16 ProDuctivity Beyond The Bale Thirst for information and benchmark trials shape profitability Focusing on the essentials of fleece weight and micron, and using wether trials and fleece competitions to check their progress, has taken Pat and Marion Drew right to the top By Kellie Penfold S outhern New South Wales woolgrowers Pat and Marion Drew are planning a late retirement. Turning 40 next year, Pat calculates that if he plans a normal retirement he only has six generations of lambs to produce – seven if he can hang in there until he is 70. “That’s not enough time to do everything I want to with my sheep,” he says, adding that he wishes he was starting out in the wool game as a young bloke all over again, but with the knowledge he possesses today. Running 850 Merino ewes on the 400-hectare ‘Anunaka’, at Bethungra, between Junee and Cootamundra, the Drews say they could easily have walked away from wool growing when they started out on the property in the early 1990s and done as many of their neighbours have – moved to 100 per cent grain growing or a grain/prime lamb operation. But today, Pat and Marion say it is sheep production that has kept them afloat during the drought and the bushfires of 2006, which burnt out almost every paddock on the property. Starting with sheep that originated on his family’s home property at Collector, outside Canberra, Pat found that they did not perform in a drier, warmer environment and were becoming unproductive. “They were ordinary sheep,” Marion says. “Thirty to 40 per cent of them had fleece rot. In those days there was plenty of summer rain so we’d spend a lot of time chasing flystrike.” The ewe-based flock was averaging 5.5 kilograms of 23- micron wool at a time when market premiums were for fine wool. The couple looked at alternatives to wool production, decided they did not like crossbred sheep and felt they were up to the challenge of producing top-quality Merino wool. So Pat started asking questions. He spoke to fellow producers, classers, stud operators – anyone he came across about how they progressed their flock. That feedback helped the couple make the decisions that today sees the ‘Anunaka’ flock cutting seven to eight kilograms of 18.5-micron wool a head. It is wool that Pat describes as “non-traditional fine Merino wool”. Achieving this meant being persistent with their search for information: “If I didn’t get an answer I’d find someone else to ask,” he says. “We knew we weren’t barking up the wrong tree when we went to a seminar on soft rolling skin, and while we didn’t follow that path, it showed us the power of genetics and that good Merino wool could be grown if you focused on the essential elements.” Ten years ago Pat sold the rams he had been using and moved to sires from ‘Pastora’ Merino stud, the Lockhart- based operation run by Peter and Tim Westblade. Those essential elements – the two driving factors in wool income – were fleece weight and micron, the Drews decided. To measure and compare how they were travelling in these areas, Pat and Marion started entering teams in wether trials and fleece competitions. In wether trials run by Craig Wilson Livestock (CWL), wethers from the Drews have consistently performed in the top 10. In the recently concluded Alectown trial, which encompassed 51 teams each of 15 wethers, the ‘Anunaka’ team was ranked fourth, and the highest commercial producer, coming in behind three of Australia’s leading Merino studs – ‘Nerstane’, ‘Yalgoo’ and ‘Yarrawonga’. The Drew’s trial wethers, which were selected randomly from their entire wether drop of 2005, produced a fleece worth $49.55 a head in 2007 and $40.07 in 2008 (or $179.24 worth of wool over four years and an average $44.81 a year), with a meat value of $32.50/head in 2007 and $50.27/head in 2008 (average $42.81). Total production from those wethers over four years was $222.05 per head. All trial wethers are run in the same mob, in the same conditions, and Pat says it is trials that have given him the most valuable feedback to date. “There is enormous potential within the wool industry for all producers to increase profitability,” he says. “In the most recent trial the top 20 per cent of producers returned $21.27/head in extra fleece value than the bottom 20 per cent. Production costs per wether are the same, so that extra money is profit. “It has been shown that those who participate in wether trials are already in the top 15 to 20 per cent of producers, so if the difference between the top 20 and bottom 20 per cent of producers in the trial is so great, what must it be in the industry generally?” As Marion puts it, running a property at a conservative 10 dry sheep equivalents (DSE) per hectare, a sheep that produces an extra $20/head profit a year will return the grower $200/ha profit. Or as Pat puts it: “That’s the equivalent of producing an extra tonne to the hectare of wheat at $200 a tonne. Show me someone who can do that.” The Drews also carry out their own on-farm Marion and Pat Drew, of ‘Anunaka’, Bethungra, nSW, with two and three- year-old wethers about to be shorn for the Bendigo Sheep Show fleece competition. benchmarking to help them with classing decisions. When maiden ewes are shorn their fleeces are individually weighed, micron scanned and recorded. An ear-tagging system is used to identify those meeting production goals, which helps when other factors come into play, such as fertility and mothering ability. All ewes are weighed prior to joining and are later pregnancy-scanned so they can be managed according to whether they are carrying singles, twins or are dry. “It bears out the recommendations of Lifetime Wool,” Pat says. “Those ewes in better condition prior to joining are nearly always those carrying twins, and the lesson we have learnt from this is to start supplementary feeding earlier than you think the ewes need it. You’d be surprised at the results.” In the year following the bushfire, when the paddocks were bare and low rainfall meant no paddock feed, the Drews were able to retain an average lambing of more than 100 per cent using a droughtlot system. Through high fertility, Pat and Marion hope to build up their ewe flock to 1000, from which the offspring would be used as replacements, with the wether portion sold off as lambs at 10 to 12 months of age. And the information/advice circle is turning: Pat is now being asked how he improved his productivity. He has established his own classing business and is working as a sheep manager for a neighbour. “Everyone has sheep within their flock which are producing high fleece weights at below average micron – it is just a matter of finding them,” Pat says. “Generally, you can establish a new ewe nucleus flock using what already fits the parameters within the existing flock, and then buy in ewes which meet the criteria. If you are prepared to class hard, you can get to a more productive sheep quite quickly. “That’s why I can’t imagine how much more you could do if you had your whole lifetime ahead of you to fine-tune further.” More information: Pat drew, 02 6943 4201, email@example.com ú Photo: Kellie PenFolD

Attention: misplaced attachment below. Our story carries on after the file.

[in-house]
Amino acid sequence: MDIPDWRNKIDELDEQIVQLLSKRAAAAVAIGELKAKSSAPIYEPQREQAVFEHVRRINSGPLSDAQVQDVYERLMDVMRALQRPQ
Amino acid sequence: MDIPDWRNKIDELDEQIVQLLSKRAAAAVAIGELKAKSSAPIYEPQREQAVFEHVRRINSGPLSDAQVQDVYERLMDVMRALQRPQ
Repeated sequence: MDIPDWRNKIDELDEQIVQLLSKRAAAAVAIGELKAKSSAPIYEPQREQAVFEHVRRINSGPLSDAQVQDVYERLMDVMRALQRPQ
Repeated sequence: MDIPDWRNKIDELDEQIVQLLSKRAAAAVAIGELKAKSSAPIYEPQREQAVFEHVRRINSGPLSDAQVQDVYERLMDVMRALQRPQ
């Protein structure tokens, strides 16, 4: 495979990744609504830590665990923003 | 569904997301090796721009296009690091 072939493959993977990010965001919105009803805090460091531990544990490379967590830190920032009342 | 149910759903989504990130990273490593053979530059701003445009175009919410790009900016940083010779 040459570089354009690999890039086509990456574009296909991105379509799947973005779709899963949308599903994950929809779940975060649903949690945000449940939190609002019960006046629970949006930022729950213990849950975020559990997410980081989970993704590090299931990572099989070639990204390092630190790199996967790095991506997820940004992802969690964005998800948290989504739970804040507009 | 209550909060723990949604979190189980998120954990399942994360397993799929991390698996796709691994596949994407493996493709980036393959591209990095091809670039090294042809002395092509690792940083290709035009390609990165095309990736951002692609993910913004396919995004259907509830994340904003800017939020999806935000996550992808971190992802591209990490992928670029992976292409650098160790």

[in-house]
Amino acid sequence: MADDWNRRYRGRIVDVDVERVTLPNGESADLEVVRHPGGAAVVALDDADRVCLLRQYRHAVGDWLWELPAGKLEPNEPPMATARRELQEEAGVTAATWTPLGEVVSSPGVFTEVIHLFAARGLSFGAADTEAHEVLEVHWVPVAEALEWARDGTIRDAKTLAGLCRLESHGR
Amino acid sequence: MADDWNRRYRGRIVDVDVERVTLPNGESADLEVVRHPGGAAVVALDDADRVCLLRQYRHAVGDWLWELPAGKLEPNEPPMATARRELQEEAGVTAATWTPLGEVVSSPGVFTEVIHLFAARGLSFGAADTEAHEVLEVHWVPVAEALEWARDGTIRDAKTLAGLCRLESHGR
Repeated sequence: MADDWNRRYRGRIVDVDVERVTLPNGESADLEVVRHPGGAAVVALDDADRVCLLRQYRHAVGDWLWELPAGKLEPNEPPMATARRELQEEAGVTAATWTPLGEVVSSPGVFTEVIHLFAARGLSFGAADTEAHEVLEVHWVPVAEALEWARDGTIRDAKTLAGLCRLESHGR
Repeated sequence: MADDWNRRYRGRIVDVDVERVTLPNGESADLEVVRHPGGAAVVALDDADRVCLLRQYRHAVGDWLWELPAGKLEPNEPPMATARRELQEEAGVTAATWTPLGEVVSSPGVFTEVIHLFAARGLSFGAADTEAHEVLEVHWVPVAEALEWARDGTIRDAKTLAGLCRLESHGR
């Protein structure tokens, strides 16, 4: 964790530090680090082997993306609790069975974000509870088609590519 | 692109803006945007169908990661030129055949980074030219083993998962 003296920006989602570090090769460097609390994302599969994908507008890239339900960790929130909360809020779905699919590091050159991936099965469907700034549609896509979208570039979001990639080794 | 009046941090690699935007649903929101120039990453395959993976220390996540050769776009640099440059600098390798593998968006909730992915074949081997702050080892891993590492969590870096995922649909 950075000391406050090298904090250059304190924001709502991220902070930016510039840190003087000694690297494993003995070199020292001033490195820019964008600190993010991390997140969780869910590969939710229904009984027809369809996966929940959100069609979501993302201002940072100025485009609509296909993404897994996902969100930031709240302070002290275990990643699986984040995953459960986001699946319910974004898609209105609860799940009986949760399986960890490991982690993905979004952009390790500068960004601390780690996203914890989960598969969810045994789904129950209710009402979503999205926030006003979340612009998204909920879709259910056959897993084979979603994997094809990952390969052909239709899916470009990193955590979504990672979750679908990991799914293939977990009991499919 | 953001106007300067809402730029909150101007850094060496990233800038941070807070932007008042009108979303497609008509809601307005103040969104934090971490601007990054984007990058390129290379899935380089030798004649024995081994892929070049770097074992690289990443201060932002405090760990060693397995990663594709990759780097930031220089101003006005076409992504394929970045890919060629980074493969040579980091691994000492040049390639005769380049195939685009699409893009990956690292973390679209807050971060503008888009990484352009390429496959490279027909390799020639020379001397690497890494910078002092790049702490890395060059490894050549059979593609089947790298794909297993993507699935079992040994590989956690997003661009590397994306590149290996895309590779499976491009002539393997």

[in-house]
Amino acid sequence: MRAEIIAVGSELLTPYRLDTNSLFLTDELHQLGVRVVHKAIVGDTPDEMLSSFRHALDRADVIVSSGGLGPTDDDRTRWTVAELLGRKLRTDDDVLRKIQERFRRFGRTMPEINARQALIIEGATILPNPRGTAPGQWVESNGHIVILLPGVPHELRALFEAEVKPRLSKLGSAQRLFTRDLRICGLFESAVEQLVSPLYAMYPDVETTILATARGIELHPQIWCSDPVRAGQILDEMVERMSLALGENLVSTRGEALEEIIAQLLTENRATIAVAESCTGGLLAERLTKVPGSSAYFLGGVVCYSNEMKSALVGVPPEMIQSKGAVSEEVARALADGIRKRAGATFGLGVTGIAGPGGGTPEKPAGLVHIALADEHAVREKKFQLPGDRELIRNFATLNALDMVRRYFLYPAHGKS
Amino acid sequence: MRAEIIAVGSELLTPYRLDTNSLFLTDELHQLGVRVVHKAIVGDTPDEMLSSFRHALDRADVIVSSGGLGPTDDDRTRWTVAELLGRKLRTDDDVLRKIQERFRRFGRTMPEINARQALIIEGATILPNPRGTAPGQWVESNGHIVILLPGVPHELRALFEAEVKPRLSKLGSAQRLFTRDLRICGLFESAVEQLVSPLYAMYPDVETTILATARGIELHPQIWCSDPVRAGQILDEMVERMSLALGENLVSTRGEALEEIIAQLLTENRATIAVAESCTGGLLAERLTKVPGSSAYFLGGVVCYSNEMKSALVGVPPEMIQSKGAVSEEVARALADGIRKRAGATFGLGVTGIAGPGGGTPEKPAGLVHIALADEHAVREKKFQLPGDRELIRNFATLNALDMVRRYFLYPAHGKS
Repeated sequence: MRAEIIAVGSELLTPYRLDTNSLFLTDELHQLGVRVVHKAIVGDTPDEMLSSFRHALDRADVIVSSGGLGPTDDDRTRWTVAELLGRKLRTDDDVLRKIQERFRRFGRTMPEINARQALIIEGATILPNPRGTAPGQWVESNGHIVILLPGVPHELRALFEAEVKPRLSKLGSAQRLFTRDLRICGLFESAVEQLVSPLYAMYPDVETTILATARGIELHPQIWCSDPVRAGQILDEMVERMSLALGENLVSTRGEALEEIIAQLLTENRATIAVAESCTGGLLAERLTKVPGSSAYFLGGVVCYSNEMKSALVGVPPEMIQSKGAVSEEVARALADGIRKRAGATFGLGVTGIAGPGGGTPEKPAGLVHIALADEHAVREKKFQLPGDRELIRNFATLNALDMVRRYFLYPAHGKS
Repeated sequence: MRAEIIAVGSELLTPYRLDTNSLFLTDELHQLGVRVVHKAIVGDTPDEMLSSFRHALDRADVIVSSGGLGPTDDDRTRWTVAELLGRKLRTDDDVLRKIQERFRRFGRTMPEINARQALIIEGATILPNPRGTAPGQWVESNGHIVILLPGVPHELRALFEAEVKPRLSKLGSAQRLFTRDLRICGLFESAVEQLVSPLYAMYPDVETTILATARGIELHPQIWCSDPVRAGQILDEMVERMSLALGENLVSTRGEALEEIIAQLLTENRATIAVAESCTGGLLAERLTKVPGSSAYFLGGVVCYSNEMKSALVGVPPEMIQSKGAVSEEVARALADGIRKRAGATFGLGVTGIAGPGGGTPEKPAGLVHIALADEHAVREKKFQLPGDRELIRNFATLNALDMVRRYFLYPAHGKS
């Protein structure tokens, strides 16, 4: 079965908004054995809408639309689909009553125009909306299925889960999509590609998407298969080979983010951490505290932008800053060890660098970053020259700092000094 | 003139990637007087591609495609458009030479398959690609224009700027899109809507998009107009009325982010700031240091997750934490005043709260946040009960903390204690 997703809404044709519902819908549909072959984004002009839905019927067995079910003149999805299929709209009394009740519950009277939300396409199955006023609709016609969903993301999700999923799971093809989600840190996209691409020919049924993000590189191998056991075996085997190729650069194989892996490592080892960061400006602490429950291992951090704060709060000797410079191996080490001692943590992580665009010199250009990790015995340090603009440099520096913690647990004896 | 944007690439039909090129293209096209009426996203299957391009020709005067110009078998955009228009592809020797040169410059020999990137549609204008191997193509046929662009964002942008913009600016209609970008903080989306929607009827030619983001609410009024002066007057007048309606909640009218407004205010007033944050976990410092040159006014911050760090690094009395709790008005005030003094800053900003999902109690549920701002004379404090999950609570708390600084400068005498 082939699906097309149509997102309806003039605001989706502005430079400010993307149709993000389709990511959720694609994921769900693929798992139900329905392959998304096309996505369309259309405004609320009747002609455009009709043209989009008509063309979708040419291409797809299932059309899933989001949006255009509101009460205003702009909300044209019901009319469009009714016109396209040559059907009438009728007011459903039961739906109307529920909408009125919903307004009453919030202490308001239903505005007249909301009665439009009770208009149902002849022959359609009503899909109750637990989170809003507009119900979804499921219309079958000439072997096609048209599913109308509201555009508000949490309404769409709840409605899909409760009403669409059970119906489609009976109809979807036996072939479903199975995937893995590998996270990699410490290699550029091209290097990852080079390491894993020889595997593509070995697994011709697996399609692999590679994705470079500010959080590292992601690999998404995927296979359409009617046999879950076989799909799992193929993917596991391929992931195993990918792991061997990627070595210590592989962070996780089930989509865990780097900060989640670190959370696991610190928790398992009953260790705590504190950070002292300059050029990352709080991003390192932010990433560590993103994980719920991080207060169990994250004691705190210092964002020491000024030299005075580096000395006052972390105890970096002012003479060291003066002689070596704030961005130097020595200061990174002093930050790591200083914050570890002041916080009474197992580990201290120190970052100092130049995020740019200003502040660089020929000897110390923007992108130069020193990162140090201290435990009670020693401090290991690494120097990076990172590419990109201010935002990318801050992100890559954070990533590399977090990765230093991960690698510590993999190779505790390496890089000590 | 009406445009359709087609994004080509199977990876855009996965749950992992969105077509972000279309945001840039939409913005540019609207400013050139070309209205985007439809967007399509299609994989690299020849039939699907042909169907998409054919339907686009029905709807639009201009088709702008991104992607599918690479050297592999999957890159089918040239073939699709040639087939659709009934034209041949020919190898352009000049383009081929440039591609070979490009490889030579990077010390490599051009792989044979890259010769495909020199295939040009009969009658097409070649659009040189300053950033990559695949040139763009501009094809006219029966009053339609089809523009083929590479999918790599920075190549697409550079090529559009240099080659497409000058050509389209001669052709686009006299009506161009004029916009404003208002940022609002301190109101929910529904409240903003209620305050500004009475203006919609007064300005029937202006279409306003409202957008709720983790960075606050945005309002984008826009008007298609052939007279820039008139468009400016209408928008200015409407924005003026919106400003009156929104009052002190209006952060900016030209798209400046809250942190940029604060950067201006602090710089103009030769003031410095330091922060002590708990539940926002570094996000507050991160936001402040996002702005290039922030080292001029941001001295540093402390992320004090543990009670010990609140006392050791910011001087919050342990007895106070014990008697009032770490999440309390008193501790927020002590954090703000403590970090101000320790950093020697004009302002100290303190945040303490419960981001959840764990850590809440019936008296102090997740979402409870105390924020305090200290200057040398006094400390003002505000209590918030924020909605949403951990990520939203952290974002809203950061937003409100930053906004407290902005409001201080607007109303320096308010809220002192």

Jun - July 08
Oct - Nov 08